The Emotional Gravity of Ellen Jewett



Featured Artist: Ellen Jewett

Ellen Jewett is an Ontario artist with a background in Anthropology as well as Fine Art. This crossover is evident in her subject matter, uniting science and art into a sculptural fantasy. Her work is a trip to a natural history museum, interpreted into surrealist sculpture. The result is a beautiful morphing of nature, into beings that aren’t real, but that we really wish were…






“Counter intuitively, while there is an appearance of complexity in design, there is a simplicity in execution. Each detail, down to the finest filigree, is free-modeled by hand.  Within each piece precision is balanced by chaos. The overarching aesthetic knocks on the door of realism, yet the hand of the artist is never intentionally erased; brush strokes and fingerprints abound.  Even the narratives themselves harbor a degree of anarchy as they are rarely formally structured.  Rather, I seek to achieve flow states while working to create a fluid progression of unconscious imagery.  That imagery, as manifest in tiny ephemeral shapes and beings, forms relationships and dialogues organically.  In the spirit of surrealism, this psychological approach to artistic expression creates a rich network of personal archetypes and motifs that appear to occupy their own otherworldly space. Within this ethereal menagerie, anthrozoology meets psychoanalysis as themes of natural beauty, curiosity, colonialism, domestication, death, growth, visibility and wildness are explored.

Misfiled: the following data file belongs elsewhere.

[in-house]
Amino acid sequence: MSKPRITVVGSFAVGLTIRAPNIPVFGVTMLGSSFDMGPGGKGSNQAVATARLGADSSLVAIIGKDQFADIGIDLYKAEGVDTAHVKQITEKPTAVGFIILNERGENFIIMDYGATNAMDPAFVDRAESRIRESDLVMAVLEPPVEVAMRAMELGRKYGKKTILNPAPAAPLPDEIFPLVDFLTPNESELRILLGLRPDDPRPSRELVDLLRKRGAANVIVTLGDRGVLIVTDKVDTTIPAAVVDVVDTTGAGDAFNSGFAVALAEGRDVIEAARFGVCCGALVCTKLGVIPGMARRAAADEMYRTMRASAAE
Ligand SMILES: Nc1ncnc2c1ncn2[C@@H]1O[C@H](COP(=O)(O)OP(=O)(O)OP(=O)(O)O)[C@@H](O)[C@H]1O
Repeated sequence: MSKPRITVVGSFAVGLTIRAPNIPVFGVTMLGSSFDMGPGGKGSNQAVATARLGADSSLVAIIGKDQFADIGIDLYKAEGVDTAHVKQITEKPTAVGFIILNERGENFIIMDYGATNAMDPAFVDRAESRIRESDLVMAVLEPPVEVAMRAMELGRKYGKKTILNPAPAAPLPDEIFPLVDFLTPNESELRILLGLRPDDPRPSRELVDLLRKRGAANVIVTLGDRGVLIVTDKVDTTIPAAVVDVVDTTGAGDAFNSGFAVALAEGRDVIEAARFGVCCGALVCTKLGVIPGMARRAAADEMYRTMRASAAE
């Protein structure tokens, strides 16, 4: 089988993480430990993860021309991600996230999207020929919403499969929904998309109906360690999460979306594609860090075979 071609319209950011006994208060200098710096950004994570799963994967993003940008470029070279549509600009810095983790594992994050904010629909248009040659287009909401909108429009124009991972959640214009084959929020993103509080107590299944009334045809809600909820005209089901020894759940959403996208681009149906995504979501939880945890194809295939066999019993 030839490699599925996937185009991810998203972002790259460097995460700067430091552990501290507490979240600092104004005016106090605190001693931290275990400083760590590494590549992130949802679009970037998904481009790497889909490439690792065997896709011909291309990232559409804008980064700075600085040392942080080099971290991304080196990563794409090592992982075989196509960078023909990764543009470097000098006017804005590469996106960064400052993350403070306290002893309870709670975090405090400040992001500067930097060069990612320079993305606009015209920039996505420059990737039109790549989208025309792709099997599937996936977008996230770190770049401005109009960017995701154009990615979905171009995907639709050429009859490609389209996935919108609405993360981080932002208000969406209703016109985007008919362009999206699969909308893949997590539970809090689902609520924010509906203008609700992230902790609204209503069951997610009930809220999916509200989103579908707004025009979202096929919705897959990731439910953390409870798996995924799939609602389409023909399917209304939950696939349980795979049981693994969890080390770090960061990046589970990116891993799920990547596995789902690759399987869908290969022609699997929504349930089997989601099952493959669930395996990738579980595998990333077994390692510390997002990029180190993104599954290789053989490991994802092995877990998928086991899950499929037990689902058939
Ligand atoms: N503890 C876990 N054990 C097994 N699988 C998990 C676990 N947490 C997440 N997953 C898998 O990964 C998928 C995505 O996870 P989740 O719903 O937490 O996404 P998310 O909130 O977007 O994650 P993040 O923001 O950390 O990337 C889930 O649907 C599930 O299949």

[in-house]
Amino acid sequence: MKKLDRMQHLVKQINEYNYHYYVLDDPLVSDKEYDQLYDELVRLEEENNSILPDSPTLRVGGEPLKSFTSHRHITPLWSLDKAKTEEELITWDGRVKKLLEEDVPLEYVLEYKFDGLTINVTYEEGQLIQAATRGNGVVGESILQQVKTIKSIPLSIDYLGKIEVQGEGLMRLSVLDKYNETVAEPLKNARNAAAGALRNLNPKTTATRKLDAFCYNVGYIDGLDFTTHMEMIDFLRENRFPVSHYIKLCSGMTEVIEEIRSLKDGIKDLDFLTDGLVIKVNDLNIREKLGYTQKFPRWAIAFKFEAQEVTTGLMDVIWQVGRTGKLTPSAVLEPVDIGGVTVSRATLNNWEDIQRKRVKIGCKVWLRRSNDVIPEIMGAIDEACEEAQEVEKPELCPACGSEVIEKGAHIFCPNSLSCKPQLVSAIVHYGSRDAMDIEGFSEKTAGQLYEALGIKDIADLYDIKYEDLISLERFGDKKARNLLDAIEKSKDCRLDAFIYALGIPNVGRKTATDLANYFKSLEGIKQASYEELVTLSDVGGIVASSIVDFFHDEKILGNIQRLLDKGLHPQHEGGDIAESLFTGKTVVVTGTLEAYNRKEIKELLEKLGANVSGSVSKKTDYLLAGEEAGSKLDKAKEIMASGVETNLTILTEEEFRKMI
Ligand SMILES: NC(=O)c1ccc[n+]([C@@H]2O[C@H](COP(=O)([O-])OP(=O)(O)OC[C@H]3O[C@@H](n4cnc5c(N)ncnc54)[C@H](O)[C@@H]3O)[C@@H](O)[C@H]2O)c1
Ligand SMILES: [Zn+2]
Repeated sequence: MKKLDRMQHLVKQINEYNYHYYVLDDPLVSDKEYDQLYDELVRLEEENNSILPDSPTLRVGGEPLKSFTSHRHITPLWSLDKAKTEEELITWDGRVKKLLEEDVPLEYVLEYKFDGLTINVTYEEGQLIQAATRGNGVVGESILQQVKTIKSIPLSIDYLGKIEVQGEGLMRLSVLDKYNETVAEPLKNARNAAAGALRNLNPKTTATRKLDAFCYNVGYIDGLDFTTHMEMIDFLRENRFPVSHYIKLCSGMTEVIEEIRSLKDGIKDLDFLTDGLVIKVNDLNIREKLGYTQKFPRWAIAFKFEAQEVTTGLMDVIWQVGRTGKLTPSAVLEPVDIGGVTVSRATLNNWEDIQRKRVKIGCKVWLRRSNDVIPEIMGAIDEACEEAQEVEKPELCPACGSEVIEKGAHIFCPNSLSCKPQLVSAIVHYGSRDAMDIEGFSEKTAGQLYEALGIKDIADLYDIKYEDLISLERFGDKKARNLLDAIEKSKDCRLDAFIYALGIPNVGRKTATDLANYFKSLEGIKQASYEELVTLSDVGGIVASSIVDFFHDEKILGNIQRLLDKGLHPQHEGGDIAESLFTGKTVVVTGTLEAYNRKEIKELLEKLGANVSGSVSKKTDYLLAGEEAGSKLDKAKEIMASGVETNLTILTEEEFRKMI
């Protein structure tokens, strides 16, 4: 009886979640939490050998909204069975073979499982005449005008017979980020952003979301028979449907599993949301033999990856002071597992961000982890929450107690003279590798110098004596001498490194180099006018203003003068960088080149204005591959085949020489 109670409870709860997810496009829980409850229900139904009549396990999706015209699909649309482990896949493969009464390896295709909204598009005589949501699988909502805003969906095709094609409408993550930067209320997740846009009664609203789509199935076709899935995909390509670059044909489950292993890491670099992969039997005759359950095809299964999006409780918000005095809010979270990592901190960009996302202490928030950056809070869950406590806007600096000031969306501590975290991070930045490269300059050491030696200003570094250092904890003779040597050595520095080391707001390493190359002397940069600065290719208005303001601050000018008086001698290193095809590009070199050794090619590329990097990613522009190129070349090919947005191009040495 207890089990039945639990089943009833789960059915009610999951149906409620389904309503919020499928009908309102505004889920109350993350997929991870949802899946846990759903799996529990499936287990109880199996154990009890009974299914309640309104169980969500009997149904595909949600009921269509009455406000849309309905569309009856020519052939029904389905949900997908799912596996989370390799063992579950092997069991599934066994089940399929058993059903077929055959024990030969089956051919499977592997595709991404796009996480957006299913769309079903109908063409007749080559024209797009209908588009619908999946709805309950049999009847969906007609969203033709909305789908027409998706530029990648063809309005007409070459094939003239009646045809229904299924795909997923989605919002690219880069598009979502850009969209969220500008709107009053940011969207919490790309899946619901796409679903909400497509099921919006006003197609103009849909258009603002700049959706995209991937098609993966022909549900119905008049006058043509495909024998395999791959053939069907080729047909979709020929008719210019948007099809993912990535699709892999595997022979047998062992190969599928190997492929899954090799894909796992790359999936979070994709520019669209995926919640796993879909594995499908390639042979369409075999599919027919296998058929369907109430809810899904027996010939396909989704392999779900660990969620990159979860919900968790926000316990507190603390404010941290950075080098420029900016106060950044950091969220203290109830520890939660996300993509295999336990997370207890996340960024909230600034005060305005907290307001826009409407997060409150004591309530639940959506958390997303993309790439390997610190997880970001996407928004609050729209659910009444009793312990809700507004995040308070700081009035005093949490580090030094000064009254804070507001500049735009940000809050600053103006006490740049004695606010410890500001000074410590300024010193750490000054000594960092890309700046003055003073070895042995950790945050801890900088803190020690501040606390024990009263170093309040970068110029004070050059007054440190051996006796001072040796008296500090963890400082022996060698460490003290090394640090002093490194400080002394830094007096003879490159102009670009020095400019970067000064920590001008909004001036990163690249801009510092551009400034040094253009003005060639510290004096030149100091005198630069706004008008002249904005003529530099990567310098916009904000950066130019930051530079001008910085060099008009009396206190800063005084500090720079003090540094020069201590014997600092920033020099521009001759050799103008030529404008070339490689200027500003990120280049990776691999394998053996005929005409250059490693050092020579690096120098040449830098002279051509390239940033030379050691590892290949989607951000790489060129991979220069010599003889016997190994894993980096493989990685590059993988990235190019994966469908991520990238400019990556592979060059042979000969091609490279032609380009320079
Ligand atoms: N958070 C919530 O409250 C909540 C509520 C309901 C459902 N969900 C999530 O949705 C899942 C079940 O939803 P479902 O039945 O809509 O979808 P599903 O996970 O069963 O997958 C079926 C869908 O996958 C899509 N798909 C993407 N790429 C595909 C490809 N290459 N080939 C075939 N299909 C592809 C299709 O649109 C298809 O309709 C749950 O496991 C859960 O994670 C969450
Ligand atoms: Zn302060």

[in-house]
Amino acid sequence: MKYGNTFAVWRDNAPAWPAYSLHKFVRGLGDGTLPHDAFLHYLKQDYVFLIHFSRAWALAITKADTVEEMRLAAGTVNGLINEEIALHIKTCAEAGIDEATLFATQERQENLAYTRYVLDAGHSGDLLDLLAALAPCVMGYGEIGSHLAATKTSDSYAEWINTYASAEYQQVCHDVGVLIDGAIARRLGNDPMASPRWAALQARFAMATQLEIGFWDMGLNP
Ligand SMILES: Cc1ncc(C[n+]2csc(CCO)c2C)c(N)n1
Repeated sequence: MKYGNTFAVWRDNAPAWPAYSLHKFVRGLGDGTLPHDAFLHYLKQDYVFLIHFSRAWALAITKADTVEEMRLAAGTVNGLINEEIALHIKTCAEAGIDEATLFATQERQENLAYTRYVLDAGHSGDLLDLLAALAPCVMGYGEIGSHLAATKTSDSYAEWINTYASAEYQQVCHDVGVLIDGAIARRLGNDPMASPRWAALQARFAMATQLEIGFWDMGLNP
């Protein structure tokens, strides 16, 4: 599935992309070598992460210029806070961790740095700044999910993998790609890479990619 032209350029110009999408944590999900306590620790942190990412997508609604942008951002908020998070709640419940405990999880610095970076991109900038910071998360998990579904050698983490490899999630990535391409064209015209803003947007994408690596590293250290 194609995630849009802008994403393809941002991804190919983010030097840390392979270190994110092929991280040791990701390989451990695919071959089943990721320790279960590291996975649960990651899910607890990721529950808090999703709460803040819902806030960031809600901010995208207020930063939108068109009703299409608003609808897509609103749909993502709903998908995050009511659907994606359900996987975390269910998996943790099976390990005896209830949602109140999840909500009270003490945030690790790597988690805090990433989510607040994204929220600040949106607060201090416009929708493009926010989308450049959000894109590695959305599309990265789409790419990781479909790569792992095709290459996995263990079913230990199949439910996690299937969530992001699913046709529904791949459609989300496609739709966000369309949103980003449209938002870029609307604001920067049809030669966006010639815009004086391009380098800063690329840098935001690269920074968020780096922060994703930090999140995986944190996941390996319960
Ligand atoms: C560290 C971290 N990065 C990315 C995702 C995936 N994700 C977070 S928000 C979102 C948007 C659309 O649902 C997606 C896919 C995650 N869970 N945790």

Over time I find my sculptures are evolving to be of greater emotional presence by using less physical substance: I subtract more and more to increase the negative space.  The element of weight, which has always seemed so fundamentally tied to the medium of sculpture, is stripped away and the laws of gravity are no longer in full effect.  In reading the stories contained in each piece we are forced to acknowledge their emotional gravity cloaked as it is in the light, the feminine, the fragile, and the unknowable.”




- Ellen Jewett -











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